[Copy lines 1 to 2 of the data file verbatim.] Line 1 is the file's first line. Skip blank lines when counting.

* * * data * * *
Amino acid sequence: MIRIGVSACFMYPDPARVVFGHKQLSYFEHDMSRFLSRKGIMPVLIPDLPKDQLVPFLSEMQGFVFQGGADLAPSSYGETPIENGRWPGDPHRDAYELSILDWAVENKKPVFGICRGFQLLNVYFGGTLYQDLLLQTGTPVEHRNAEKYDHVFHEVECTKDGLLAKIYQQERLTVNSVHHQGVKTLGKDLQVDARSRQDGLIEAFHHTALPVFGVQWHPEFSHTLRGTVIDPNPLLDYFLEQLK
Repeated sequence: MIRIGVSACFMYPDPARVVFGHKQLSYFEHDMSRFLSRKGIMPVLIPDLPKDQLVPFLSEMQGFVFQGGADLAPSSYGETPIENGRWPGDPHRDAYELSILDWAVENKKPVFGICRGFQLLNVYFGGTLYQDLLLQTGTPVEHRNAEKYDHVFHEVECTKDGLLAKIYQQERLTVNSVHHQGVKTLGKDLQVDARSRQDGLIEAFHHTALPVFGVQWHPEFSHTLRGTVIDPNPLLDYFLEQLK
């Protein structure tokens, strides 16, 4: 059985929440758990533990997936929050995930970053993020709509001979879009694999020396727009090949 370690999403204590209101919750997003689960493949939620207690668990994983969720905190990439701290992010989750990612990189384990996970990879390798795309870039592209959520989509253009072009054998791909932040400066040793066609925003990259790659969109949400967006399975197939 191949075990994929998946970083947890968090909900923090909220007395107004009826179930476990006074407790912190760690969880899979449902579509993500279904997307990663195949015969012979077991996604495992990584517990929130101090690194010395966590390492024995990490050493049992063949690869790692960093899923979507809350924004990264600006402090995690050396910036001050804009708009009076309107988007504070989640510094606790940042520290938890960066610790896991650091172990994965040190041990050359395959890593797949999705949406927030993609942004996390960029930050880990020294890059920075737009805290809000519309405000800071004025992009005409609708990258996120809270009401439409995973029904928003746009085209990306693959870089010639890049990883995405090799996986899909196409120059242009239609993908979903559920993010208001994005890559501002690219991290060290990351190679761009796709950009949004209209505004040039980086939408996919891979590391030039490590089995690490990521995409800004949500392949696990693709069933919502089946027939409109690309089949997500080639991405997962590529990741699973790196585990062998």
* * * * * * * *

Amino acid sequence: MIRIGVSACFMYPDPARVVFGHKQLSYFEHDMSRFLSRKGIMPVLIPDLPKDQLVPFLSEMQGFVFQGGADLAPSSYGETPIENGRWPGDPHRDAYELSILDWAVENKKPVFGICRGFQLLNVYFGGTLYQDLLLQTGTPVEHRNAEKYDHVFHEVECTKDGLLAKIYQQERLTVNSVHHQGVKTLGKDLQVDARSRQDGLIEAFHHTALPVFGVQWHPEFSHTLRGTVIDPNPLLDYFLEQLK
Repeated sequence: MIRIGVSACFMYPDPARVVFGHKQLSYFEHDMSRFLSRKGIMPVLIPDLPKDQLVPFLSEMQGFVFQGGADLAPSSYGETPIENGRWPGDPHRDAYELSILDWAVENKKPVFGICRGFQLLNVYFGGTLYQDLLLQTGTPVEHRNAEKYDHVFHEVECTKDGLLAKIYQQERLTVNSVHHQGVKTLGKDLQVDARSRQDGLIEAFHHTALPVFGVQWHPEFSHTLRGTVIDPNPLLDYFLEQLK